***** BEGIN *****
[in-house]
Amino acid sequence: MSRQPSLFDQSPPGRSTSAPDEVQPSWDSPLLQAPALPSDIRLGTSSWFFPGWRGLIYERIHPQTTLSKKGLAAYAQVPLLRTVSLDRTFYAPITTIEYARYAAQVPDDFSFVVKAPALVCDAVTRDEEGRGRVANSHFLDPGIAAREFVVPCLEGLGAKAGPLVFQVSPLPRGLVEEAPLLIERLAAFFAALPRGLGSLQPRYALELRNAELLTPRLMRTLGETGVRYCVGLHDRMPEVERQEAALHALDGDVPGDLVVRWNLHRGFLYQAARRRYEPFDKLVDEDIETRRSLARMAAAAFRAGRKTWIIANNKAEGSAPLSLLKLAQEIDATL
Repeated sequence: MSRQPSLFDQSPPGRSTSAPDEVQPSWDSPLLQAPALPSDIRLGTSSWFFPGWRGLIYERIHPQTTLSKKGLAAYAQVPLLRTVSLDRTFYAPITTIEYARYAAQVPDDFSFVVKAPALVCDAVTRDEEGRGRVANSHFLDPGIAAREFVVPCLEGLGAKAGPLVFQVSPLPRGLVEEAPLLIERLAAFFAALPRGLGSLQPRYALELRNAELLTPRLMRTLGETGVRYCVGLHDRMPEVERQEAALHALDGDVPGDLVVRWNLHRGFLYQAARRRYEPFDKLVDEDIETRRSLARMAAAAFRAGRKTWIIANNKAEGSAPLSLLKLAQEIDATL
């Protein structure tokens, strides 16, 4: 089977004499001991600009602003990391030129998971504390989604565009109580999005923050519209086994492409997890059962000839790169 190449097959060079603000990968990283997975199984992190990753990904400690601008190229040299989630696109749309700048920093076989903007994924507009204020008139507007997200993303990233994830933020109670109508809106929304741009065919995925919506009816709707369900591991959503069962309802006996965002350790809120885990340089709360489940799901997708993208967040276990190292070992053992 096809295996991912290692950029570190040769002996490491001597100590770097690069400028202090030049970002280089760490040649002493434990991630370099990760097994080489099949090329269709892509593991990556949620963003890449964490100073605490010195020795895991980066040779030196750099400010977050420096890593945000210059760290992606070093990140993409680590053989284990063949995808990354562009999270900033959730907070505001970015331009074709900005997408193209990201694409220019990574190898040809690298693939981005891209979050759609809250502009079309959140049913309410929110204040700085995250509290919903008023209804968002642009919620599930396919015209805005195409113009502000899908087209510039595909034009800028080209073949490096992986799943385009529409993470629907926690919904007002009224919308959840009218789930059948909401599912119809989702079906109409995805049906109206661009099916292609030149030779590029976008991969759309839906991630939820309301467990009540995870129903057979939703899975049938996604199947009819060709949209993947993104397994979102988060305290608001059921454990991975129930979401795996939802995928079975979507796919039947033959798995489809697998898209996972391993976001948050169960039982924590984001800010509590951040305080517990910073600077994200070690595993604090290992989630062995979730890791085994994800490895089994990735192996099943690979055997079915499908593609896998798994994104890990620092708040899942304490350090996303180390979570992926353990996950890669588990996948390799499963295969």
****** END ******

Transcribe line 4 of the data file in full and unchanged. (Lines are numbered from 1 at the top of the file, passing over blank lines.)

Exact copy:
């Protein structure tokens, strides 16, 4: 089977004499001991600009602003990391030129998971504390989604565009109580999005923050519209086994492409997890059962000839790169 190449097959060079603000990968990283997975199984992190990753990904400690601008190229040299989630696109749309700048920093076989903007994924507009204020008139507007997200993303990233994830933020109670109508809106929304741009065919995925919506009816709707369900591991959503069962309802006996965002350790809120885990340089709360489940799901997708993208967040276990190292070992053992 096809295996991912290692950029570190040769002996490491001597100590770097690069400028202090030049970002280089760490040649002493434990991630370099990760097994080489099949090329269709892509593991990556949620963003890449964490100073605490010195020795895991980066040779030196750099400010977050420096890593945000210059760290992606070093990140993409680590053989284990063949995808990354562009999270900033959730907070505001970015331009074709900005997408193209990201694409220019990574190898040809690298693939981005891209979050759609809250502009079309959140049913309410929110204040700085995250509290919903008023209804968002642009919620599930396919015209805005195409113009502000899908087209510039595909034009800028080209073949490096992986799943385009529409993470629907926690919904007002009224919308959840009218789930059948909401599912119809989702079906109409995805049906109206661009099916292609030149030779590029976008991969759309839906991630939820309301467990009540995870129903057979939703899975049938996604199947009819060709949209993947993104397994979102988060305290608001059921454990991975129930979401795996939802995928079975979507796919039947033959798995489809697998898209996972391993976001948050169960039982924590984001800010509590951040305080517990910073600077994200070690595993604090290992989630062995979730890791085994994800490895089994990735192996099943690979055997079915499908593609896998798994994104890990620092708040899942304490350090996303180390979570992926353990996950890669588990996948390799499963295969």